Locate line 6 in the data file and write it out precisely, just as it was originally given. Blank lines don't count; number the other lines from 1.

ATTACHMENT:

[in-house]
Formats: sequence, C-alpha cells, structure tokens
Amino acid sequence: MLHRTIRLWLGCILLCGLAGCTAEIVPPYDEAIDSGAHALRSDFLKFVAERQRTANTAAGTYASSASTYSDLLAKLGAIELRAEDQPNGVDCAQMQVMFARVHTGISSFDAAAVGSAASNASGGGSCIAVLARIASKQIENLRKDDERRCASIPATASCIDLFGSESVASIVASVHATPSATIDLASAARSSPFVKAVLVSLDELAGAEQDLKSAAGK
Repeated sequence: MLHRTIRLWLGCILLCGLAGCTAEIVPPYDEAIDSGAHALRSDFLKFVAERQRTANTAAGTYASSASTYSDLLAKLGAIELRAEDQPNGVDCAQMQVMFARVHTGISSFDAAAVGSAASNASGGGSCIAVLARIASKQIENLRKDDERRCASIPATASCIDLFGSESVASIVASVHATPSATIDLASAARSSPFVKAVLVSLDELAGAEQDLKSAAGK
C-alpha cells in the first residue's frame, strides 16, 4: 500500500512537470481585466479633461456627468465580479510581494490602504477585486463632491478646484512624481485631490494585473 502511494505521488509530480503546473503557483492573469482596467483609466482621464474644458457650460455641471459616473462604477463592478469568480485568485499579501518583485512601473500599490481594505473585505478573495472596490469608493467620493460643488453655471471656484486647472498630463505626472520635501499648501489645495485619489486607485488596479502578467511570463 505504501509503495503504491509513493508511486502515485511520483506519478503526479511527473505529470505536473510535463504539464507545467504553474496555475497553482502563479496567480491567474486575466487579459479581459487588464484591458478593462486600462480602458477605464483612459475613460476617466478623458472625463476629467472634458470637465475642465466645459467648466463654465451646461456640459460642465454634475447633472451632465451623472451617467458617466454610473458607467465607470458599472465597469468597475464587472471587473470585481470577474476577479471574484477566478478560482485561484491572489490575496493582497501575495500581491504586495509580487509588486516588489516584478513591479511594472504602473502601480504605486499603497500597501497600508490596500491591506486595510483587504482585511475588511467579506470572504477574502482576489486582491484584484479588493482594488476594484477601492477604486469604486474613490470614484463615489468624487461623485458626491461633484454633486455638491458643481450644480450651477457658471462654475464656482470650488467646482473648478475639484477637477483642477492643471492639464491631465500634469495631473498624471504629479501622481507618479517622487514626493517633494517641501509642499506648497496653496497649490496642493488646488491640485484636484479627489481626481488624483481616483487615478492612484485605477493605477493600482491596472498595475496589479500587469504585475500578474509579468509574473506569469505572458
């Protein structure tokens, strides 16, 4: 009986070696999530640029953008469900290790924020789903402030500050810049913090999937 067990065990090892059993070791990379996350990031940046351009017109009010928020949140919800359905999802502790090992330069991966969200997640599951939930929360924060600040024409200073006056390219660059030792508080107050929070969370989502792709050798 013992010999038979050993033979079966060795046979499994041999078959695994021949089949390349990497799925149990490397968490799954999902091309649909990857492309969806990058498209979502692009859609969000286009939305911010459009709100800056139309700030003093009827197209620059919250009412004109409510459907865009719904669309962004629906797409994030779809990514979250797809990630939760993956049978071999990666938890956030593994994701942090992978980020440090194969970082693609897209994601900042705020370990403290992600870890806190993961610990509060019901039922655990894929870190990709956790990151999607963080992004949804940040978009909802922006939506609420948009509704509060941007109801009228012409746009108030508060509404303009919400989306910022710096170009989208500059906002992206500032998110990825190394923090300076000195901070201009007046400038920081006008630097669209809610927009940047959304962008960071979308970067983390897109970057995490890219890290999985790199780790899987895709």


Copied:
């Protein structure tokens, strides 16, 4: 009986070696999530640029953008469900290790924020789903402030500050810049913090999937 067990065990090892059993070791990379996350990031940046351009017109009010928020949140919800359905999802502790090992330069991966969200997640599951939930929360924060600040024409200073006056390219660059030792508080107050929070969370989502792709050798 013992010999038979050993033979079966060795046979499994041999078959695994021949089949390349990497799925149990490397968490799954999902091309649909990857492309969806990058498209979502692009859609969000286009939305911010459009709100800056139309700030003093009827197209620059919250009412004109409510459907865009719904669309962004629906797409994030779809990514979250797809990630939760993956049978071999990666938890956030593994994701942090992978980020440090194969970082693609897209994601900042705020370990403290992600870890806190993961610990509060019901039922655990894929870190990709956790990151999607963080992004949804940040978009909802922006939506609420948009509704509060941007109801009228012409746009108030508060509404303009919400989306910022710096170009989208500059906002992206500032998110990825190394923090300076000195901070201009007046400038920081006008630097669209809610927009940047959304962008960071979308970067983390897109970057995490890219890290999985790199780790899987895709």